Only after the entire "binary" file is received does the HP-48 take one more step, unrelated to Kermit, in which it checks to see whether the received file begins with a specific prefix "HPHP48-x" and if so, whether all the rest of the received bytes constitutes a valid internal HP-48 binary object; if so, the HP-48 delivers the extracted binary object as its result, and otherwise it leaves the received string as the result (thus allowing any computer file to be received literally as a string, even if it does not represent anything meaningful to the HP-48).

Because the HP-48 slows down when receiving data, it might be necessary to tell the client to increase its timeout, and/or to pause before sending each packet, for example:

  SET SEND TIMEOUT 20  ; Number of seconds
  SET SEND PAUSE 100   ; Number of milliseconds


To connect Kermit 95 with Windows Telephony (TAPI) to the HP-48, install a modem with the type "Dial-Up Networking Serial Cable between 2 PCs" into the Modems Control Panel. Then set the Properties:

In the K95 Dialer, create a Modem Object for the "Dial-Up Networking Serial Cable between 2 PCs" modem and then select that modem in the connection entry you define for use with the HP-48.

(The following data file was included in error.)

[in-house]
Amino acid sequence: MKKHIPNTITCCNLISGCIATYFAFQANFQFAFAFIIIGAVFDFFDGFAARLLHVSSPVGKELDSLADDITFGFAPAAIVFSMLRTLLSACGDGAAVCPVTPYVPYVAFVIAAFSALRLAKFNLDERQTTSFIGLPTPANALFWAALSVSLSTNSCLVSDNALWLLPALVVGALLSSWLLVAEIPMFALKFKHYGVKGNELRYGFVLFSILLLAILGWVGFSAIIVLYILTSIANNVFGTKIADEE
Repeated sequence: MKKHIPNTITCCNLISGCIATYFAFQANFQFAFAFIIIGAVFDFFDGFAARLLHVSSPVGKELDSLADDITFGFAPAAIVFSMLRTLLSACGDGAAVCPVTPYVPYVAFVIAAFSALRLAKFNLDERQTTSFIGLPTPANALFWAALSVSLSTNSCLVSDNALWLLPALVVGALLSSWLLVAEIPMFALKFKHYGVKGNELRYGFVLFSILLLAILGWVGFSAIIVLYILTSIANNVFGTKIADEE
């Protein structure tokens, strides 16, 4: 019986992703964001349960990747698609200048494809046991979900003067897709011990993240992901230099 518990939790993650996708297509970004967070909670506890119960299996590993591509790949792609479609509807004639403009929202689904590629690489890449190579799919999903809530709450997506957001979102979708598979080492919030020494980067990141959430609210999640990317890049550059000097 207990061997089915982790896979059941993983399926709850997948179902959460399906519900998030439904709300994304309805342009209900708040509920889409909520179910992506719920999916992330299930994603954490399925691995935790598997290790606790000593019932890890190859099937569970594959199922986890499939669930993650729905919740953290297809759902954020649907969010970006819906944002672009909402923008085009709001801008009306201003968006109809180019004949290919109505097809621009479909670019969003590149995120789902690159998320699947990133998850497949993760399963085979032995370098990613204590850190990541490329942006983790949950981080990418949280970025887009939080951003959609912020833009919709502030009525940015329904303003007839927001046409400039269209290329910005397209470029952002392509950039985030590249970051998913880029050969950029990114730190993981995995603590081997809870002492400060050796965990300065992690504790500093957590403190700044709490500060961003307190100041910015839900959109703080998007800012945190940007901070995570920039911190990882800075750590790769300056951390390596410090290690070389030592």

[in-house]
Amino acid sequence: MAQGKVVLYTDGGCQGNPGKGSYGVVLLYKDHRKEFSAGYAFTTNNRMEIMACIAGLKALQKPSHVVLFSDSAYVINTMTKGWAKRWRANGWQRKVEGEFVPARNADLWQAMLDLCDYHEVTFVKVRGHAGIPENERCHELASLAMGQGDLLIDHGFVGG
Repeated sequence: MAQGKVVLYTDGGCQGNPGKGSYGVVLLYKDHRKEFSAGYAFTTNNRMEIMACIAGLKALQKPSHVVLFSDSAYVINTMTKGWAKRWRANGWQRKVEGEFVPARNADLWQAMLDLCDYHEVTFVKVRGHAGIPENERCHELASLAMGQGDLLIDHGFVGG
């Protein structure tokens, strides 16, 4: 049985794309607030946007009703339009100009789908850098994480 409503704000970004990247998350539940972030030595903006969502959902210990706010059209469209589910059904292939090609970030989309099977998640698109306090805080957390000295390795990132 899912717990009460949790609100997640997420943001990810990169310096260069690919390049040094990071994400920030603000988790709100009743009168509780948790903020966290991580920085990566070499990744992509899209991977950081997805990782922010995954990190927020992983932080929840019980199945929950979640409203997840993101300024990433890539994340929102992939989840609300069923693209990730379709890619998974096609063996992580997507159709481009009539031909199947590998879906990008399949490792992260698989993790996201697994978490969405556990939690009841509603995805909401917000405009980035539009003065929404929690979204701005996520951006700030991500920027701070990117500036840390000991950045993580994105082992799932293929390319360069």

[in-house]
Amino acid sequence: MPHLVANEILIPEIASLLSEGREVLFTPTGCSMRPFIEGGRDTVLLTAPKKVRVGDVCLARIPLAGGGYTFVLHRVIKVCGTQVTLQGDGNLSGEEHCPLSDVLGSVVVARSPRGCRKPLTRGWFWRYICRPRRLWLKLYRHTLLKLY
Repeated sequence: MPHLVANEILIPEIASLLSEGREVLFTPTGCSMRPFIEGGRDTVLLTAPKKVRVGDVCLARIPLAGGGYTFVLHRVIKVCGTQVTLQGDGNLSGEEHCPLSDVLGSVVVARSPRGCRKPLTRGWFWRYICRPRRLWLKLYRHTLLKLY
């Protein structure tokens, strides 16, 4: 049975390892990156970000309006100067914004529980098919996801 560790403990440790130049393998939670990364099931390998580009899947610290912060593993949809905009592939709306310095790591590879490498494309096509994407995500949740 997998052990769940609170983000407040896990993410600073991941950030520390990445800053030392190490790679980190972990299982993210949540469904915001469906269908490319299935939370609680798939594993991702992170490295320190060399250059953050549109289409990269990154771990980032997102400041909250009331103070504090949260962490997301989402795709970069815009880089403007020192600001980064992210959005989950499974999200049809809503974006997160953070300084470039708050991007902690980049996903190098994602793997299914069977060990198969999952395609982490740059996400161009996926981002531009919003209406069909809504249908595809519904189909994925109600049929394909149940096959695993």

Or from the K95 command prompt:

  SET TAPI LINE Dial-Up_Networking_Serial_Cable_between_2_PCs


Reportedly the following command, rather than REMOTE CD, must be given to the Kermit client to change the HP-48 Kermit server's working directory:
  REMOTE HOST { relative_directory_name } EVAL

(The remainder of this section is from Joe Horn,

The Owner's Manual is sparse regarding the HP 48's response to Kermit packets when in Server Mode. It's even sparser regarding Server Mode's response from MS-DOS Kermit. So here's the whole scoop. This will let you use the HP 48's PKT command to control another HP 48 or a PC. Note: Set a TIO mode > 0 for proper CR/LF translation.

HP48 Kermit SERVER Mode responses:

"name" "R" PKT
tells server to send file, but it arrives in "PC" format as a string. Not very useful. Use KGET to tell the server to send things correctly.

"command(s)" "C" PKT
server performs OBJ-> on "command(s)" and after it's all done it ships the current stack (as a single string) back, or the string "Empty Stack". This is the principal way of controlling another HP 48. Do not include commands that would interrupt Kermit, such as OFF or any programs that perform I/O.

"L" "G" PKT -or- "F" "G" PKT
Tells server to exit Server Mode. Not very useful; use the FINISH command instead.

"D" "G" PKT
tells server to send a "directory" which is a single string containing information about the current VARS list, to wit: name; byte size (including name); object type (in English); and checksum (as a decimal real).

The "I", "S", and "E" packet types generate useless responses.

No other packet types or "G"-type commands are recognized.

MS-DOS Kermit Server responses (when MS-DOS Kermit is in server mode and the HP-48 is the client):

"init-string" "I" PKT
Initializes Kermit's parameters. Each byte of the init-string stands for and sets the following:
  1. max packet length (0-94) + 32